Ajax VS XMLHttpRequest - which one to chose?


Ajax and XMLHttpRequest are both technologies used to create asynchronous web applications, but they are not the same thing. In this blog post, we will explore the differences between the two and provide examples of how they can be used.


What is Ajax?

Ajax stands for Asynchronous JavaScript and XML. It is a technique used to create fast and dynamic web pages. It allows for the exchange of data between a web page and a server without the need to refresh the entire page. This makes for a smoother and more responsive user experience.


Ajax is a combination of technologies that work together to create dynamic web pages. The main technologies used in Ajax are:


  • • JavaScript, which is used to make the request to the server and handle the response.

  • • XMLHttpRequest (XHR), which is an API that allows for the exchange of data between a web page and a server.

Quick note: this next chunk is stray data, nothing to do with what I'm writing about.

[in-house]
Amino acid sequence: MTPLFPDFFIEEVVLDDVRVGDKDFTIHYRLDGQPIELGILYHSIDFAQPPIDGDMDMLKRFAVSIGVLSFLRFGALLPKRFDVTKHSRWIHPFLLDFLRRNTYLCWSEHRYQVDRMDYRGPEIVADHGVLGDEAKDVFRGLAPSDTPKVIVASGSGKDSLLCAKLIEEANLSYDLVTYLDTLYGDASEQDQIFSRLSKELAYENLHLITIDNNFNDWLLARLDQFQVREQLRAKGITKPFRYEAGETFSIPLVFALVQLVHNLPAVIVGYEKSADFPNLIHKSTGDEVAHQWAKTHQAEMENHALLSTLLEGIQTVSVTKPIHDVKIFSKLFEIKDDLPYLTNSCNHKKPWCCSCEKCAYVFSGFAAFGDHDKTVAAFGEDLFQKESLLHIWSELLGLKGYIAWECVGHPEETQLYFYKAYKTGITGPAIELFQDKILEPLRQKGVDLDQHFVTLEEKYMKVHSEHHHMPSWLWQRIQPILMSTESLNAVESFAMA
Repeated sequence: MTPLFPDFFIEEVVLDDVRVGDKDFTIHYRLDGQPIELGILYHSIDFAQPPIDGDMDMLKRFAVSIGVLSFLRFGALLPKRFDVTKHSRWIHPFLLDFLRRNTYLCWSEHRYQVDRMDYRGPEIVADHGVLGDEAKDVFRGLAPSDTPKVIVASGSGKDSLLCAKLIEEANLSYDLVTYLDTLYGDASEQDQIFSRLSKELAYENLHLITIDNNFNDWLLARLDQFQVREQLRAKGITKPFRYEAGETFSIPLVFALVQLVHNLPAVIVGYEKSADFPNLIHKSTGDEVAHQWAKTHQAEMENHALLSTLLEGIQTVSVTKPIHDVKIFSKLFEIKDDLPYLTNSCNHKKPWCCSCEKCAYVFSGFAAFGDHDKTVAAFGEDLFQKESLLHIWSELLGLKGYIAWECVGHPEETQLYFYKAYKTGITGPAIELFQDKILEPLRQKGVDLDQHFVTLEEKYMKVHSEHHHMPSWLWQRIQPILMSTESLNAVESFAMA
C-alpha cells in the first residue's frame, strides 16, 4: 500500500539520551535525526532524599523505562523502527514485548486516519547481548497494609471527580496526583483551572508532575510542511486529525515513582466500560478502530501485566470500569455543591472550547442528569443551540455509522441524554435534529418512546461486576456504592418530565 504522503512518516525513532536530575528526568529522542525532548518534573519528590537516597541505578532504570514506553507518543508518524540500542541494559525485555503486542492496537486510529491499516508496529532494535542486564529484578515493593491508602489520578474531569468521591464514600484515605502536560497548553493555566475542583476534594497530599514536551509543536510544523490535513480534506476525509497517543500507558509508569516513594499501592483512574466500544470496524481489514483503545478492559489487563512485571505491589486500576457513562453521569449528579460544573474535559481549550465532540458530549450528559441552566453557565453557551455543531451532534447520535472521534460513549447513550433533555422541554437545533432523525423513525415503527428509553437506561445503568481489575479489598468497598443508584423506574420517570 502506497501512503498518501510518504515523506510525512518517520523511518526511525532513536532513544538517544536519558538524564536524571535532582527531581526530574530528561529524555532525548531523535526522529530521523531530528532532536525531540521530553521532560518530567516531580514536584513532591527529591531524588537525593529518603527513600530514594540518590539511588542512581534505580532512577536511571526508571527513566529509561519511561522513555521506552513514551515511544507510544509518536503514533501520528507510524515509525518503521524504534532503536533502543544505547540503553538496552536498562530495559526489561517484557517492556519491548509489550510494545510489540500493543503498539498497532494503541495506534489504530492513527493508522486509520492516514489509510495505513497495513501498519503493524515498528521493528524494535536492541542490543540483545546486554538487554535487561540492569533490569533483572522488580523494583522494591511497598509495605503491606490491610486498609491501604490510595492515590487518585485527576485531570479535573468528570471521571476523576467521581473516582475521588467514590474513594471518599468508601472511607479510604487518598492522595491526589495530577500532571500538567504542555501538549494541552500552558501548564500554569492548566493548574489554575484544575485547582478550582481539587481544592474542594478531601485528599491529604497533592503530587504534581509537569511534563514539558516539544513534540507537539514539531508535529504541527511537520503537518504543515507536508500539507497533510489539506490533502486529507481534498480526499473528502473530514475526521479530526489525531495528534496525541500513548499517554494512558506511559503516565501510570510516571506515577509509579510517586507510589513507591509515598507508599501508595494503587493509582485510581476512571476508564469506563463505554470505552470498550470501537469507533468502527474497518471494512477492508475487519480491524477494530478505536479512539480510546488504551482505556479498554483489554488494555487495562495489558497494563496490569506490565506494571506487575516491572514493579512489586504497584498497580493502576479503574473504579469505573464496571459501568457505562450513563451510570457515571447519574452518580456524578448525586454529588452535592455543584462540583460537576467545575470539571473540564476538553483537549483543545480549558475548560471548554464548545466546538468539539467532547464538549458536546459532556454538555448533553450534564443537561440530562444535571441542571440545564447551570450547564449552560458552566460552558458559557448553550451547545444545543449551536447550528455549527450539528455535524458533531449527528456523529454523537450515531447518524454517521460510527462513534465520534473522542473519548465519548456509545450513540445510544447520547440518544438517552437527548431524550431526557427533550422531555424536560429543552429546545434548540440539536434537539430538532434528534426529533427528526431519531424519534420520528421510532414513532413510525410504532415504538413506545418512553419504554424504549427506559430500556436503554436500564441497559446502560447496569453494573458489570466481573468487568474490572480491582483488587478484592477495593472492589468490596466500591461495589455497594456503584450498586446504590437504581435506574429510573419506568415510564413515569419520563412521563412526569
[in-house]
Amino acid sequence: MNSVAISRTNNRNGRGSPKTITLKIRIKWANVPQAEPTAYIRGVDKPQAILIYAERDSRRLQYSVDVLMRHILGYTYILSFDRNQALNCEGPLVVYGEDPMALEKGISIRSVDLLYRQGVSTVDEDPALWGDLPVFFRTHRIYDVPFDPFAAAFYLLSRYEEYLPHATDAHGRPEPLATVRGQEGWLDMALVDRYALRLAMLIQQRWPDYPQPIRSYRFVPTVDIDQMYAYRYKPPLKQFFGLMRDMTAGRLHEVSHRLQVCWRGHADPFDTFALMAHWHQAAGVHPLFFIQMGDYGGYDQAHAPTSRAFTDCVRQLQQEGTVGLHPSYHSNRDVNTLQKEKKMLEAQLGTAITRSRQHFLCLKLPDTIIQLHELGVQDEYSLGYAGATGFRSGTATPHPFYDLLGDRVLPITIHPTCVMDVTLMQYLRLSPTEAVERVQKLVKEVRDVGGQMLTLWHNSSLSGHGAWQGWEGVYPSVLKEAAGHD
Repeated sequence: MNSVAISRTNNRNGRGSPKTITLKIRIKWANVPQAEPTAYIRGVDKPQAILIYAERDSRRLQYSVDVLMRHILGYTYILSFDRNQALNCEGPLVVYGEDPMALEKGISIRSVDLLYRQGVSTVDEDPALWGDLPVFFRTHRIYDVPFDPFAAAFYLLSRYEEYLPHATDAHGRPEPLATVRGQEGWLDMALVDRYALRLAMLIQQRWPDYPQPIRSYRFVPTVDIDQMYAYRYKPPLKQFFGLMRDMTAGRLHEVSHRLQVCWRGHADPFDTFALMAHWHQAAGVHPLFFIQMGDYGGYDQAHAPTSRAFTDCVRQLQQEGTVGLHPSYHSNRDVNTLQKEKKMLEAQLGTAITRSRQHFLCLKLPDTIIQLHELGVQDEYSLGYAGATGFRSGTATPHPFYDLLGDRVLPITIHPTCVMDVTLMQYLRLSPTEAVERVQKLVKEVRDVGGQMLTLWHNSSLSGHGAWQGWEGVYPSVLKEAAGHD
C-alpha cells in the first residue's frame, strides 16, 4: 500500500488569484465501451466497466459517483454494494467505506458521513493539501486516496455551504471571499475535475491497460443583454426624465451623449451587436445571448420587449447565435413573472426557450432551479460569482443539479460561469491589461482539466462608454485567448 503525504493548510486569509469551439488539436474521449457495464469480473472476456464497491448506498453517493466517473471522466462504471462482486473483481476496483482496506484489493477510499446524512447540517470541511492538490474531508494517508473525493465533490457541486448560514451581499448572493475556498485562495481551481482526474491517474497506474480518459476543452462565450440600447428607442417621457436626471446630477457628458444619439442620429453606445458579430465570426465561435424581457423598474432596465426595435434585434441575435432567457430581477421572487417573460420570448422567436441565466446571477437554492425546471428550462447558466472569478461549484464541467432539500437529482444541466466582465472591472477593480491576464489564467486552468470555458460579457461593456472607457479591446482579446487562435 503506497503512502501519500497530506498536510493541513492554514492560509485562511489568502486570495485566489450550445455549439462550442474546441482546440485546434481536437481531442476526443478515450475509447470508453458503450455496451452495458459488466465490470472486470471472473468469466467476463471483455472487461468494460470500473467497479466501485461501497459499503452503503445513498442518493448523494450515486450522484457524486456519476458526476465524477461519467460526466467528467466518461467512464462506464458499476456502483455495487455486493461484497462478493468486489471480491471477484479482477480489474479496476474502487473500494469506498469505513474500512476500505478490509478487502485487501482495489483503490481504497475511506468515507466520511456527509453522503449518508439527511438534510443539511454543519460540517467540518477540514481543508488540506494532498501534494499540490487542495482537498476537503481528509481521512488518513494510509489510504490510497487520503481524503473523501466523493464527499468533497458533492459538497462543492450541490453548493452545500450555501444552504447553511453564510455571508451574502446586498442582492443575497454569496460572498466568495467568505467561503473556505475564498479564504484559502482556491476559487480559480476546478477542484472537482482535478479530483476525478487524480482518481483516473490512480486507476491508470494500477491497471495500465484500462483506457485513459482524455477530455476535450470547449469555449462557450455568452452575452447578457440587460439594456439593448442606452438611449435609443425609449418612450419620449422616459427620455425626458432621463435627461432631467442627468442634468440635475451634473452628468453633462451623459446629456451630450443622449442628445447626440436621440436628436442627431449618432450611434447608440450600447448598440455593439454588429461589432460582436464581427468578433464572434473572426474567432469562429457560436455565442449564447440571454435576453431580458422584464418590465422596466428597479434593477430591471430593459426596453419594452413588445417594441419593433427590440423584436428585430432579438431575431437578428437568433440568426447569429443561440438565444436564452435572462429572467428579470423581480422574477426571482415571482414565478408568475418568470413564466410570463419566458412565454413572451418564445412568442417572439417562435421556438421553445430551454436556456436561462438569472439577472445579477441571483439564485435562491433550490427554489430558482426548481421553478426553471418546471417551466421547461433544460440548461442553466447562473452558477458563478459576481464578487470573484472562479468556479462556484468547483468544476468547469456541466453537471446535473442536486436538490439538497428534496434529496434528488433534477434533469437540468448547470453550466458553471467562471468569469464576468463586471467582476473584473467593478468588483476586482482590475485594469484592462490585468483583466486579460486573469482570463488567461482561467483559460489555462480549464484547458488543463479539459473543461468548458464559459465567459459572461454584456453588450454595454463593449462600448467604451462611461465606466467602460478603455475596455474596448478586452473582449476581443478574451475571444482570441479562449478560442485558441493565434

• • The Document Object Model (DOM), which is used to update the web page based on the response from the server.


Ajax is often used to create web pages that feel more like desktop applications. This is because it allows for real-time updates and interactions without the need to refresh the entire page. For example, an email application that uses Ajax can automatically update the inbox without the need for the user to manually refresh the page.


Ajax is also used to create single-page applications (SPAs). These are web pages that load a single HTML page and dynamically update the content as the user interacts with the application. This eliminates the need to load multiple pages and improves the overall user experience.